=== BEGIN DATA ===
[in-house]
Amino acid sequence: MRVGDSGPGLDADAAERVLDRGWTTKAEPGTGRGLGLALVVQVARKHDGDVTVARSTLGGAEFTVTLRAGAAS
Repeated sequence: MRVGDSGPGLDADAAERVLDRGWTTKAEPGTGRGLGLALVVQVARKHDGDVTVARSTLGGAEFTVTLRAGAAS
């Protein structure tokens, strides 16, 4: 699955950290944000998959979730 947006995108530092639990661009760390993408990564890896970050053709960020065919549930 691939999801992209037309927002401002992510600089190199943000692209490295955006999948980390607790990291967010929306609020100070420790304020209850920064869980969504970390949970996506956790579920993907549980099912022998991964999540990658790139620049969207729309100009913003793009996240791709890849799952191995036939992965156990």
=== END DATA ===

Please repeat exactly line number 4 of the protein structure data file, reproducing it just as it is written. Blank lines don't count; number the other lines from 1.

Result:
């Protein structure tokens, strides 16, 4: 699955950290944000998959979730 947006995108530092639990661009760390993408990564890896970050053709960020065919549930 691939999801992209037309927002401002992510600089190199943000692209490295955006999948980390607790990291967010929306609020100070420790304020209850920064869980969504970390949970996506956790579920993907549980099912022998991964999540990658790139620049969207729309100009913003793009996240791709890849799952191995036939992965156990």